|The Gloucestershire Regiment|
Cap badge (left) and back badge (right) of the Gloucestershire Regiment
|Garrison/HQ||Custom House, Gloucester|
|Nickname||The Glorious Glosters|
|Motto||By our deeds we are known|
|March||The Kennegad Slashers|
|Anniversaries||Back Badge Day (21 Mar)|
|Decorations||United States Army Presidential Unit Citation|
The Gloucestershire Regiment was an infantry regiment of the British Army. Nicknamed "The Glorious Glosters", the regiment carried more battle honours on their regimental colours than any other British Army line regiment.
Origins and early history
The origins of the regiment lie in the regiment formed in Portsmouth in 1694 by Colonel John Gibson. This was named the 28th Regiment of Foot in 1751 and renamed the 28th (North Gloucestershire) Regiment of Foot in 1782. After the Childers reforms, the regiment amalgamated with the 61st (South Gloucestershire) Regiment of Foot to form the two-battalion Gloucestershire Regiment on 1 July 1881.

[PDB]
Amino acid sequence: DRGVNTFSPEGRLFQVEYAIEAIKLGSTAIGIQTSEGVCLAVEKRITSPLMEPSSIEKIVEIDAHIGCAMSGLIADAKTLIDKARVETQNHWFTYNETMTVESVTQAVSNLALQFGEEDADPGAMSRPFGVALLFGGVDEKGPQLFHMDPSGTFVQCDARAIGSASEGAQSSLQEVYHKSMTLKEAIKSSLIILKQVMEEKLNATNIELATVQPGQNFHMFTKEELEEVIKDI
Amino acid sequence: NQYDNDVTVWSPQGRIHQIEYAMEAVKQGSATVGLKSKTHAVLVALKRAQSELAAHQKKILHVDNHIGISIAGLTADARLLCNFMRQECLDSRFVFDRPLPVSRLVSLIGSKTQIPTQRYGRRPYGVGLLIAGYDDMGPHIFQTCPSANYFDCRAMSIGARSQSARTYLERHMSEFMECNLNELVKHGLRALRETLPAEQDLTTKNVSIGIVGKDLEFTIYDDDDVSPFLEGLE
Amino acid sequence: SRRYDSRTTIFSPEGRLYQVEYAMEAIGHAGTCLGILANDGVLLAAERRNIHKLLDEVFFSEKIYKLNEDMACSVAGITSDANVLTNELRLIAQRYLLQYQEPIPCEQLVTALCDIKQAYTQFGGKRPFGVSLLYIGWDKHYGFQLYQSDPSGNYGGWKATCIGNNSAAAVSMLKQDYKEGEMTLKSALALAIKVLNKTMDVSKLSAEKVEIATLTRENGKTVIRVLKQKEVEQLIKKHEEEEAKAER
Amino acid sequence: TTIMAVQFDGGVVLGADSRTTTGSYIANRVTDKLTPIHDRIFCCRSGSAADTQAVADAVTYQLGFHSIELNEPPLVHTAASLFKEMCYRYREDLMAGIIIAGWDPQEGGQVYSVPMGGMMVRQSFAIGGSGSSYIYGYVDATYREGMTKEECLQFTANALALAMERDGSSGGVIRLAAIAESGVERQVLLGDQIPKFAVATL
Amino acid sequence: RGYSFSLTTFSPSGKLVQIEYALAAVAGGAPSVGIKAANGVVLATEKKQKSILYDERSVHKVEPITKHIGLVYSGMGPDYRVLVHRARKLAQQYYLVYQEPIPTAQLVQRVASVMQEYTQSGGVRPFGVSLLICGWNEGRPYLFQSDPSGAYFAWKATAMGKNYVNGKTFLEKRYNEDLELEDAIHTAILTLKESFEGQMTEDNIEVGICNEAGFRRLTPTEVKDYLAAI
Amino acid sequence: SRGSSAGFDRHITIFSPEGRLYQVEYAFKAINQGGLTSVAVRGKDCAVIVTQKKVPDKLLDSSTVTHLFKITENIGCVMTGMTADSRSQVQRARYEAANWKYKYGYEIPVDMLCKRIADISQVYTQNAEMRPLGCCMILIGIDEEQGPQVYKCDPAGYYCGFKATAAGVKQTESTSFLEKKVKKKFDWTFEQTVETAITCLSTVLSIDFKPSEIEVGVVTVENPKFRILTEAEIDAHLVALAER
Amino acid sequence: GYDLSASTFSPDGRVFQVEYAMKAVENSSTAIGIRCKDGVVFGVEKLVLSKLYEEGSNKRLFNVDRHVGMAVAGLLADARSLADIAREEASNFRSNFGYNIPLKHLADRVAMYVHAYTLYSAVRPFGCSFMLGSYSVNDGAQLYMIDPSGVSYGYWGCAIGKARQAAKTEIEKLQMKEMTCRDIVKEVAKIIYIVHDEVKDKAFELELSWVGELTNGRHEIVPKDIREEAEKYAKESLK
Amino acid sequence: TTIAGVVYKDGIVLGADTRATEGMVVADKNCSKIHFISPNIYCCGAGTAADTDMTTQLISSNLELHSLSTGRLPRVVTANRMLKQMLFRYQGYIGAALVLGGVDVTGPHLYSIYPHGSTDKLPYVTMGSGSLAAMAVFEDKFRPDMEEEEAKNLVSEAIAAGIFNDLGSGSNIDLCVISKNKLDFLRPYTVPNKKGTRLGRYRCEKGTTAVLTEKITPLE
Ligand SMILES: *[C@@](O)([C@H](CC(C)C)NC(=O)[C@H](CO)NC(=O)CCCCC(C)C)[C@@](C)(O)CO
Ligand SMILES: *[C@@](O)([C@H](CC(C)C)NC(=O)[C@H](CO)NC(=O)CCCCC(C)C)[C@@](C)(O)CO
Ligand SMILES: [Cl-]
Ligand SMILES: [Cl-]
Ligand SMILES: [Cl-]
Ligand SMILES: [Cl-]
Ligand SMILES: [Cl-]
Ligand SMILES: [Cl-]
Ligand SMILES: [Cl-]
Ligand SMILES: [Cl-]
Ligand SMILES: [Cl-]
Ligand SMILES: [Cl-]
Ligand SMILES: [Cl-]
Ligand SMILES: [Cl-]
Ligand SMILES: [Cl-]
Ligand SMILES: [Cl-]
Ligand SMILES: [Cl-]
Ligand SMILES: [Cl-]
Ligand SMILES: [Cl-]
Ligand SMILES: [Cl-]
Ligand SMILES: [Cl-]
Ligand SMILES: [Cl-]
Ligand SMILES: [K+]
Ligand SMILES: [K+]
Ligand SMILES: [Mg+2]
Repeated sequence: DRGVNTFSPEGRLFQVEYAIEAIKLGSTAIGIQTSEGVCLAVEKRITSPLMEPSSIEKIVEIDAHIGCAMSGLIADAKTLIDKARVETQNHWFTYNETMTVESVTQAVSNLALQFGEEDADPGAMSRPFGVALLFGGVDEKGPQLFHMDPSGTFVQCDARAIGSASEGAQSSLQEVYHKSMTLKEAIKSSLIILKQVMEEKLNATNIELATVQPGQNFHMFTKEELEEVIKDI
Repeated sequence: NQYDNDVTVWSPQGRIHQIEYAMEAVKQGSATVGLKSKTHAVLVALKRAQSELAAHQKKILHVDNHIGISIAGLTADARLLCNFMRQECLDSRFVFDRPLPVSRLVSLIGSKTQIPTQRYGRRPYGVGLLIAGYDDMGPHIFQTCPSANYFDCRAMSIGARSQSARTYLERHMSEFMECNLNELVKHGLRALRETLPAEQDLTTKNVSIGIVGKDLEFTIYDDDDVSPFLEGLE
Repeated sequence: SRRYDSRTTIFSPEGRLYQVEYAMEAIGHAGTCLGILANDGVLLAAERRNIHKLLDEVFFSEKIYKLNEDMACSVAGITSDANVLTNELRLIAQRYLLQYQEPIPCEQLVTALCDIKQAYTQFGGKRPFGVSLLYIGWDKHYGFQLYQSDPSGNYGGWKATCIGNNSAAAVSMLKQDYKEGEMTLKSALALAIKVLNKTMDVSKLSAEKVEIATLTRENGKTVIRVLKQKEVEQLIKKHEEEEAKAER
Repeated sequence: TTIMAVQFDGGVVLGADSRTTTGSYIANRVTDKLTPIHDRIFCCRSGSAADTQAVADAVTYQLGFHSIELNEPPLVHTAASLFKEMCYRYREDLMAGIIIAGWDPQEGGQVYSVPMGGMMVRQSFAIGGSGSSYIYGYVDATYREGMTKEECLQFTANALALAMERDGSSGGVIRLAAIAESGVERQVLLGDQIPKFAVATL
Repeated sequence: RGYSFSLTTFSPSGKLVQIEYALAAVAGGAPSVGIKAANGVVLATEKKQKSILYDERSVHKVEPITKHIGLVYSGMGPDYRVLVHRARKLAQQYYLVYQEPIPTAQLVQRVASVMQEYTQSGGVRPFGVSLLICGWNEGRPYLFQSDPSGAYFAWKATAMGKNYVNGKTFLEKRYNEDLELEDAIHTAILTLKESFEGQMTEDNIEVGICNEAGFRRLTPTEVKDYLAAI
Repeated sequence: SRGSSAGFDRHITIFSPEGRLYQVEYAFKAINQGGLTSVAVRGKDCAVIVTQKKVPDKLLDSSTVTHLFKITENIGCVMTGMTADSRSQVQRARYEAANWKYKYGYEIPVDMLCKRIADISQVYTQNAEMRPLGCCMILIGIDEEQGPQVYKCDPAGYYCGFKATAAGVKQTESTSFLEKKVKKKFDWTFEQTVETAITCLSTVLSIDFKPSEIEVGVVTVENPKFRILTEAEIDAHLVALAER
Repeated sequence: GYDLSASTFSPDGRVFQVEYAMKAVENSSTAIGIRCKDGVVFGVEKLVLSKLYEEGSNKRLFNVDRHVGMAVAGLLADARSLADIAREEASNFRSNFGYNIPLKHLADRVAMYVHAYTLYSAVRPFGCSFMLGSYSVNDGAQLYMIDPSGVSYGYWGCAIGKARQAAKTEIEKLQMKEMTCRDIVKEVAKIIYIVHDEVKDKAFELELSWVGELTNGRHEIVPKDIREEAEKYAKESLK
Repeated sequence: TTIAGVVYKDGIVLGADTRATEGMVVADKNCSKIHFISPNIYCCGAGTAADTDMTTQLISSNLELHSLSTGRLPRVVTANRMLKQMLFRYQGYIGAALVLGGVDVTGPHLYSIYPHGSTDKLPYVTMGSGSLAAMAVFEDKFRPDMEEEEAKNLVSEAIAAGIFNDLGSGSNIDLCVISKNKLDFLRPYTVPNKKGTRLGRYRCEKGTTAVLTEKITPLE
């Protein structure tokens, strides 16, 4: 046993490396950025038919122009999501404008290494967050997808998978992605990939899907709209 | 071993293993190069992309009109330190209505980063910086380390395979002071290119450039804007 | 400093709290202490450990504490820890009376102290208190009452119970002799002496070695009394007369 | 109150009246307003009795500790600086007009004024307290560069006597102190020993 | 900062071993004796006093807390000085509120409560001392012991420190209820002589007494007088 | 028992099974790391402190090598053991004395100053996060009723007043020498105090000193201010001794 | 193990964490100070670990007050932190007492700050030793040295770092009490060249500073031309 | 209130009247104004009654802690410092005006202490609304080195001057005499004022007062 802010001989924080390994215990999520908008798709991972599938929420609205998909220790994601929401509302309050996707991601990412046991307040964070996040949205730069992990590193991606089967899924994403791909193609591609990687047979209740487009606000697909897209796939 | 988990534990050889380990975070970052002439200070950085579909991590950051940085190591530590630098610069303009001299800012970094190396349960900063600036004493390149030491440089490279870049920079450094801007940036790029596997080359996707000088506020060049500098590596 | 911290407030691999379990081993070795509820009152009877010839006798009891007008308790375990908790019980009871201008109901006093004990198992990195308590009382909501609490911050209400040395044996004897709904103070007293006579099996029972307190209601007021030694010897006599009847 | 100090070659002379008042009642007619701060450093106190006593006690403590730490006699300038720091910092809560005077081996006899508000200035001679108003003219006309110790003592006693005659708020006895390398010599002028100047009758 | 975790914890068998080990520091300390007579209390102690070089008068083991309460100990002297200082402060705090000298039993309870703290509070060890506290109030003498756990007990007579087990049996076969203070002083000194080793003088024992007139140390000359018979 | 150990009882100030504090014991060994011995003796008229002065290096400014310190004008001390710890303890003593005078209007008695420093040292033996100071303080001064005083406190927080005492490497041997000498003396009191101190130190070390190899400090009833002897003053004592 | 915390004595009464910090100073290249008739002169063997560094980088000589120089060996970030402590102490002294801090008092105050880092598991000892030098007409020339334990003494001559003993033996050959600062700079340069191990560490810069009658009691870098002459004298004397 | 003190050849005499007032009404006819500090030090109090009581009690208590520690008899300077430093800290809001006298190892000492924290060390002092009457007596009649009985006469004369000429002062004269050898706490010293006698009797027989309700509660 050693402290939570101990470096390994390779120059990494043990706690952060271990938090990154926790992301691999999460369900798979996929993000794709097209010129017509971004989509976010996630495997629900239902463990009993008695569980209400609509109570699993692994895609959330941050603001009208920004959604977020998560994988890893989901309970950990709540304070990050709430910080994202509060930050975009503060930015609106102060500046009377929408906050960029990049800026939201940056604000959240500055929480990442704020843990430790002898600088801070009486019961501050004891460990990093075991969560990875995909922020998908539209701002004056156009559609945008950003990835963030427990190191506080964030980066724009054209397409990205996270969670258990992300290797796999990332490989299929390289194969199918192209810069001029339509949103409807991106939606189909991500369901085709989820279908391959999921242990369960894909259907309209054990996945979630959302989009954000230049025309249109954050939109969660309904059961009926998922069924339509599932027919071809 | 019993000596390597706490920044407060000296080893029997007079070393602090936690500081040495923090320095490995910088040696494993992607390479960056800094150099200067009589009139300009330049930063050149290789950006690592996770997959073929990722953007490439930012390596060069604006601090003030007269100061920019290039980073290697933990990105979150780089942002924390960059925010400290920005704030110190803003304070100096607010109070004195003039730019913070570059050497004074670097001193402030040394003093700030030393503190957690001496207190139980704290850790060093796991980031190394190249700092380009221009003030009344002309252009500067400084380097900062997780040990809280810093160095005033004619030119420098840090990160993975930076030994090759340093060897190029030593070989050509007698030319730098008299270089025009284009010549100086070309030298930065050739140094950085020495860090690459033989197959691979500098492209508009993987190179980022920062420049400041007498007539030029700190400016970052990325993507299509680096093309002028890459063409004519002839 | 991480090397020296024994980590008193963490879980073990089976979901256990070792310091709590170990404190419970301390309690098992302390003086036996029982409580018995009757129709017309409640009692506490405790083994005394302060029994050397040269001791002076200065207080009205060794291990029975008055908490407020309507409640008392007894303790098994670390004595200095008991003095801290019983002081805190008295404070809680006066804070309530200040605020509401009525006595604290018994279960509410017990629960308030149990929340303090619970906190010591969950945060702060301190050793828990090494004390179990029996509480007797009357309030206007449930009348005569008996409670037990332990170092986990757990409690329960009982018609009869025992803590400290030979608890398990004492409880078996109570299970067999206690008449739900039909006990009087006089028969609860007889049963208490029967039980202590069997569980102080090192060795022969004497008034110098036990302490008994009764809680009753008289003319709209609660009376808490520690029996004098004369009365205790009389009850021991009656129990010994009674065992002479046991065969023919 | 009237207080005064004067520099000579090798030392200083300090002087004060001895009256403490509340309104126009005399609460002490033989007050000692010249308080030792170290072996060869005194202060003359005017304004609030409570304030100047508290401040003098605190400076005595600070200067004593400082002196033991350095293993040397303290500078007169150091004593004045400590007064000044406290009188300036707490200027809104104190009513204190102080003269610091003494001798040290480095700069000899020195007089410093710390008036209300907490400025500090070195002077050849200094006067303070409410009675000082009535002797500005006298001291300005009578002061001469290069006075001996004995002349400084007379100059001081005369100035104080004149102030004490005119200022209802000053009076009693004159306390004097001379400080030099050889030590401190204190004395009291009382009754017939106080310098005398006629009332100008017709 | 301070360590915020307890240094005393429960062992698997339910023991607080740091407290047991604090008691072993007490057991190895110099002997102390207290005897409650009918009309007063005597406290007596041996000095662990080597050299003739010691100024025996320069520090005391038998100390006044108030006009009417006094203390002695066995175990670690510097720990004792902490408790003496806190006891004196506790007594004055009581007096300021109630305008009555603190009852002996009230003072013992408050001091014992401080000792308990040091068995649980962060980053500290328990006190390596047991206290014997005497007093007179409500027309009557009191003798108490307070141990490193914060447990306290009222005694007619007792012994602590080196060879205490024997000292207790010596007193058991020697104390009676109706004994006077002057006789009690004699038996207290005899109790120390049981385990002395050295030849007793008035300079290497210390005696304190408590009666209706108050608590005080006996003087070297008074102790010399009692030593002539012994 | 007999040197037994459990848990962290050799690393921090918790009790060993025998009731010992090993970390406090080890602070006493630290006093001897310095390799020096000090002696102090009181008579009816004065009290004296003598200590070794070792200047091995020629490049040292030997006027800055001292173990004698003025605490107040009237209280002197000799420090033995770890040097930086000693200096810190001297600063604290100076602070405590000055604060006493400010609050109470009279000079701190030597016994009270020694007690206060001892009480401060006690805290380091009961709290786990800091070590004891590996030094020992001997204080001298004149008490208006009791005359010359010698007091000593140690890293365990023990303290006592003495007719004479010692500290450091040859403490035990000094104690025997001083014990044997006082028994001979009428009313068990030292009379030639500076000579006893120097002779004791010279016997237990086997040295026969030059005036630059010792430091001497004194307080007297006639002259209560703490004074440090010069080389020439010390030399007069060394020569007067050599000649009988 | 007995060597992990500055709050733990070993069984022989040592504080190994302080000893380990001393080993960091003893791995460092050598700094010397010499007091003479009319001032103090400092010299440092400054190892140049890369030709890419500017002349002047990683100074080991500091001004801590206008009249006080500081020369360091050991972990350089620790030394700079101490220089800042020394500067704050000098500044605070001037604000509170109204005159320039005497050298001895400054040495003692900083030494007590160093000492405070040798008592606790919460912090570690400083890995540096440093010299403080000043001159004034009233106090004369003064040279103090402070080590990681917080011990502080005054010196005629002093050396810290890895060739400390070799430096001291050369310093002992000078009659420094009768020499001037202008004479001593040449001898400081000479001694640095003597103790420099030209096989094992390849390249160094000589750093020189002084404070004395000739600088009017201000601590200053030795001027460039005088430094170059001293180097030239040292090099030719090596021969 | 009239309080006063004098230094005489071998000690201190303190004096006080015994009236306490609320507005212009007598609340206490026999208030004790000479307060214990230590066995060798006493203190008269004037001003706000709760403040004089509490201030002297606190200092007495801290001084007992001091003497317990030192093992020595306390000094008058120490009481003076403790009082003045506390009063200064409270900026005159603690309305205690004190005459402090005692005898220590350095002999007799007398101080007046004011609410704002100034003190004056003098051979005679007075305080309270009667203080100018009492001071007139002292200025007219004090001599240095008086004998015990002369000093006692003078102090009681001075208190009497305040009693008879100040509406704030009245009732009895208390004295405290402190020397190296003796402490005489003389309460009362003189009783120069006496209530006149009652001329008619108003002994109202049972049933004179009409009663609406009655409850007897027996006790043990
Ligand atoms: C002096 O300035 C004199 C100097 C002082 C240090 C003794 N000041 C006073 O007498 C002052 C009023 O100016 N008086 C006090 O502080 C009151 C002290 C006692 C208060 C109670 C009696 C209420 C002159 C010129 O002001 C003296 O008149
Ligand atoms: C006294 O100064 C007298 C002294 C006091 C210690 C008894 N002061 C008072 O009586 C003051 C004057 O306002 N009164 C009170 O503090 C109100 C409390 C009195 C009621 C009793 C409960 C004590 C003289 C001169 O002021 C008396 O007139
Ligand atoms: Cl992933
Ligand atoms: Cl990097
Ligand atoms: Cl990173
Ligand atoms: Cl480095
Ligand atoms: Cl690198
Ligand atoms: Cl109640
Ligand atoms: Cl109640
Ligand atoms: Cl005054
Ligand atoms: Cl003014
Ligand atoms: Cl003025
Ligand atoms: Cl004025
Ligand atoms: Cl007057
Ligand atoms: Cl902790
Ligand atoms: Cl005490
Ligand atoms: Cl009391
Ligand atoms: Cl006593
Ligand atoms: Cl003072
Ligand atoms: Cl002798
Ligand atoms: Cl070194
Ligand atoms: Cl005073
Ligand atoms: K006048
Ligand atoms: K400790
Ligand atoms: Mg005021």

Second Boer War
The regiment saw active service in the Second Boer War from 1899 to 1902.
First World War
Second World War
The 2nd Battalion was involved in the Battle of France after Germany's invasion of the Low Countries on 8 May 1940, taking part in the defensive screen protecting the Dunkirk evacuation and was later involved in the North-West Europe campaign after taking part in the D-Day landings on 6 June 1944.
The 10th Battalion converted to armour in 1942 as 159th Regiment in the Royal Armoured Corps though retaining is Glosters cap badge on the black beret of the RAC. It re-converted to 10th Glosters the following year in India.
The regiment saw heavy fighting in the Korean War. After their actions at Gloster Hill during the Battle of the Imjin River in 1951, following which the regiment was awarded the South Korean Distinguished Unit Citation and United States Distinguished Unit Citation, the regiment gained the nickname "The Glorious Glosters", for its heroic last stand against overwhelming Chinese forces.